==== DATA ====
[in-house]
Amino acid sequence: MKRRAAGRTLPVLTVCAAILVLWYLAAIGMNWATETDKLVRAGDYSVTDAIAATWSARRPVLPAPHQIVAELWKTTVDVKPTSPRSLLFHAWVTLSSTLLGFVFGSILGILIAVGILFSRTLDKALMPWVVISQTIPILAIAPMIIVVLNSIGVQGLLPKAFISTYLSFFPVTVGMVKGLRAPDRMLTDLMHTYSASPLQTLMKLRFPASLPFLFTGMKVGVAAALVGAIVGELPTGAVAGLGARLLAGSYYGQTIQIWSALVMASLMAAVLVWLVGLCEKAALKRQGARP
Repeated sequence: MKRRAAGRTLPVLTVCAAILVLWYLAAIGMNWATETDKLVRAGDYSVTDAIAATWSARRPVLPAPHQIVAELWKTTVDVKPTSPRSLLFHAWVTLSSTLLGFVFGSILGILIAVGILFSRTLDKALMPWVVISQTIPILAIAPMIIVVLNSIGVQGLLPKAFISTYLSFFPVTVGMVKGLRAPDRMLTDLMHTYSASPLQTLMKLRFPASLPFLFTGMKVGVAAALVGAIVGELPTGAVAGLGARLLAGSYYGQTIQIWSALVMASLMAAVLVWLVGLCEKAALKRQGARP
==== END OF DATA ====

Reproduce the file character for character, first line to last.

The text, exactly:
[in-house]
Amino acid sequence: MKRRAAGRTLPVLTVCAAILVLWYLAAIGMNWATETDKLVRAGDYSVTDAIAATWSARRPVLPAPHQIVAELWKTTVDVKPTSPRSLLFHAWVTLSSTLLGFVFGSILGILIAVGILFSRTLDKALMPWVVISQTIPILAIAPMIIVVLNSIGVQGLLPKAFISTYLSFFPVTVGMVKGLRAPDRMLTDLMHTYSASPLQTLMKLRFPASLPFLFTGMKVGVAAALVGAIVGELPTGAVAGLGARLLAGSYYGQTIQIWSALVMASLMAAVLVWLVGLCEKAALKRQGARP
Repeated sequence: MKRRAAGRTLPVLTVCAAILVLWYLAAIGMNWATETDKLVRAGDYSVTDAIAATWSARRPVLPAPHQIVAELWKTTVDVKPTSPRSLLFHAWVTLSSTLLGFVFGSILGILIAVGILFSRTLDKALMPWVVISQTIPILAIAPMIIVVLNSIGVQGLLPKAFISTYLSFFPVTVGMVKGLRAPDRMLTDLMHTYSASPLQTLMKLRFPASLPFLFTGMKVGVAAALVGAIVGELPTGAVAGLGARLLAGSYYGQTIQIWSALVMASLMAAVLVWLVGLCEKAALKRQGARP